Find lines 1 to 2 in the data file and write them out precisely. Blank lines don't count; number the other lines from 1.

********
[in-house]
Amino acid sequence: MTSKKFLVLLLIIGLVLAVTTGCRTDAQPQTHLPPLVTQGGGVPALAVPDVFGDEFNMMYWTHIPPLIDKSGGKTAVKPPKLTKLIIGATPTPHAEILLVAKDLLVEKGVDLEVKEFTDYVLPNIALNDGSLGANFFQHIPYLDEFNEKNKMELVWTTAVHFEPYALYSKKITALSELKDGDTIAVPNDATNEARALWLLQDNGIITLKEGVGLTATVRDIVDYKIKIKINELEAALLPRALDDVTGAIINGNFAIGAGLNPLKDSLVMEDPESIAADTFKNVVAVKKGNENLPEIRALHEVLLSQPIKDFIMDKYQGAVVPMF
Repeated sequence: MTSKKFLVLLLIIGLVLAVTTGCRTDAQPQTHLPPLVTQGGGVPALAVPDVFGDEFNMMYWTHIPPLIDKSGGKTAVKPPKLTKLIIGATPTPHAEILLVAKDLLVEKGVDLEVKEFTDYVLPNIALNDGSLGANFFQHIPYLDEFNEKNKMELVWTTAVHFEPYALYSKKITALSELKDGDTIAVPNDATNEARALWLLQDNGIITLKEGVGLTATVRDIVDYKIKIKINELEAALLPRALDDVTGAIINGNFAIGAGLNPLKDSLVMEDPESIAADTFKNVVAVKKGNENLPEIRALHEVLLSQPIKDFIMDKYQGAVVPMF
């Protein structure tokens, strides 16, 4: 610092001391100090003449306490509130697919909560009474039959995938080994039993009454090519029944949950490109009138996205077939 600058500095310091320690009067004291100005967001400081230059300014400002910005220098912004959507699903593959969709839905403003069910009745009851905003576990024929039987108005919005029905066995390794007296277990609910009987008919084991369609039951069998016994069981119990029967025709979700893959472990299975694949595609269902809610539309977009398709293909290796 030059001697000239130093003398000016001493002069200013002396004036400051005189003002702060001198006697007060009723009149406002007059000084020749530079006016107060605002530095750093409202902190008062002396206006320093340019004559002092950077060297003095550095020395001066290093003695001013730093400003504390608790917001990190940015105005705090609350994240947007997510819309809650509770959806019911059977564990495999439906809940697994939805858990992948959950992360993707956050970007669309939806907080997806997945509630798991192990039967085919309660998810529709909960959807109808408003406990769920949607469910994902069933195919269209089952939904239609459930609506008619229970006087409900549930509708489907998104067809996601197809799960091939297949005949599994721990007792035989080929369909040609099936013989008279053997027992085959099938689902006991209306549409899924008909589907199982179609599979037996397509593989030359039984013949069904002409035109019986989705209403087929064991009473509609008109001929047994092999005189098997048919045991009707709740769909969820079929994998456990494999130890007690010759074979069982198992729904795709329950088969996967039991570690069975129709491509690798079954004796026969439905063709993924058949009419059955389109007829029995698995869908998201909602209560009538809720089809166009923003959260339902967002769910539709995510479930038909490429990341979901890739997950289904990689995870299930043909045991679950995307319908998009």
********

[in-house]
Amino acid sequence: MTSKKFLVLLLIIGLVLAVTTGCRTDAQPQTHLPPLVTQGGGVPALAVPDVFGDEFNMMYWTHIPPLIDKSGGKTAVKPPKLTKLIIGATPTPHAEILLVAKDLLVEKGVDLEVKEFTDYVLPNIALNDGSLGANFFQHIPYLDEFNEKNKMELVWTTAVHFEPYALYSKKITALSELKDGDTIAVPNDATNEARALWLLQDNGIITLKEGVGLTATVRDIVDYKIKIKINELEAALLPRALDDVTGAIINGNFAIGAGLNPLKDSLVMEDPESIAADTFKNVVAVKKGNENLPEIRALHEVLLSQPIKDFIMDKYQGAVVPMF